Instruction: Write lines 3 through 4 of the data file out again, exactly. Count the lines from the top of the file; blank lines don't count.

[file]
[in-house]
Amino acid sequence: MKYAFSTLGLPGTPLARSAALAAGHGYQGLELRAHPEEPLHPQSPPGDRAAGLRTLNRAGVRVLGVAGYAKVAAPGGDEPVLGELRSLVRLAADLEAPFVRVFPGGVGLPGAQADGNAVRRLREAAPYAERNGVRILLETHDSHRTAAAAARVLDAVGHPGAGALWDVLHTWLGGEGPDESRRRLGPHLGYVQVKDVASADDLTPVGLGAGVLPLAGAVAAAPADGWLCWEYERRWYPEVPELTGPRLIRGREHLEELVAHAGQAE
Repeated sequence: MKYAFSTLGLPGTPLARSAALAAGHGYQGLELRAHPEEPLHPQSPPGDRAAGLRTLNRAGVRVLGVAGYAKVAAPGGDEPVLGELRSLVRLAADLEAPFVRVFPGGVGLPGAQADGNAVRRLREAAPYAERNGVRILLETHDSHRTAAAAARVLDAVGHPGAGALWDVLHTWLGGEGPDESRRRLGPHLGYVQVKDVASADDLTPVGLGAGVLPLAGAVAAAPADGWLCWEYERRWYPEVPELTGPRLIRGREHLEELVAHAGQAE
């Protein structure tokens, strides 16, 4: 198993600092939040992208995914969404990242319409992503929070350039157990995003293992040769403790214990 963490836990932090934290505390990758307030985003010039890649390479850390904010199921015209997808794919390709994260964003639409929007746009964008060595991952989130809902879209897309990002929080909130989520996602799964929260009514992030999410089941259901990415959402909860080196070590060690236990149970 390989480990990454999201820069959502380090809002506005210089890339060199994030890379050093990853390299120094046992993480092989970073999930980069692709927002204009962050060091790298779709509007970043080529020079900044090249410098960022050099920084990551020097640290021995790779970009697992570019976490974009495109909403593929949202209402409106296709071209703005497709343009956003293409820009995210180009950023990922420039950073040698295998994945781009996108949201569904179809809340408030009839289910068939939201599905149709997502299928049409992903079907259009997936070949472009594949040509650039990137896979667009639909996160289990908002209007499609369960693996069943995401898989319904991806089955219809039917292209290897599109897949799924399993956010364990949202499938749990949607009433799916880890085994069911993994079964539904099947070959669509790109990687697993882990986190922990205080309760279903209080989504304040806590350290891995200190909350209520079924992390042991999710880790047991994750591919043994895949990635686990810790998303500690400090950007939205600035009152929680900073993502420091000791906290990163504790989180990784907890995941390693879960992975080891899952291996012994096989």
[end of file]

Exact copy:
Repeated sequence: MKYAFSTLGLPGTPLARSAALAAGHGYQGLELRAHPEEPLHPQSPPGDRAAGLRTLNRAGVRVLGVAGYAKVAAPGGDEPVLGELRSLVRLAADLEAPFVRVFPGGVGLPGAQADGNAVRRLREAAPYAERNGVRILLETHDSHRTAAAAARVLDAVGHPGAGALWDVLHTWLGGEGPDESRRRLGPHLGYVQVKDVASADDLTPVGLGAGVLPLAGAVAAAPADGWLCWEYERRWYPEVPELTGPRLIRGREHLEELVAHAGQAE
């Protein structure tokens, strides 16, 4: 198993600092939040992208995914969404990242319409992503929070350039157990995003293992040769403790214990 963490836990932090934290505390990758307030985003010039890649390479850390904010199921015209997808794919390709994260964003639409929007746009964008060595991952989130809902879209897309990002929080909130989520996602799964929260009514992030999410089941259901990415959402909860080196070590060690236990149970 390989480990990454999201820069959502380090809002506005210089890339060199994030890379050093990853390299120094046992993480092989970073999930980069692709927002204009962050060091790298779709509007970043080529020079900044090249410098960022050099920084990551020097640290021995790779970009697992570019976490974009495109909403593929949202209402409106296709071209703005497709343009956003293409820009995210180009950023990922420039950073040698295998994945781009996108949201569904179809809340408030009839289910068939939201599905149709997502299928049409992903079907259009997936070949472009594949040509650039990137896979667009639909996160289990908002209007499609369960693996069943995401898989319904991806089955219809039917292209290897599109897949799924399993956010364990949202499938749990949607009433799916880890085994069911993994079964539904099947070959669509790109990687697993882990986190922990205080309760279903209080989504304040806590350290891995200190909350209520079924992390042991999710880790047991994750591919043994895949990635686990810790998303500690400090950007939205600035009152929680900073993502420091000791906290990163504790989180990784907890995941390693879960992975080891899952291996012994096989």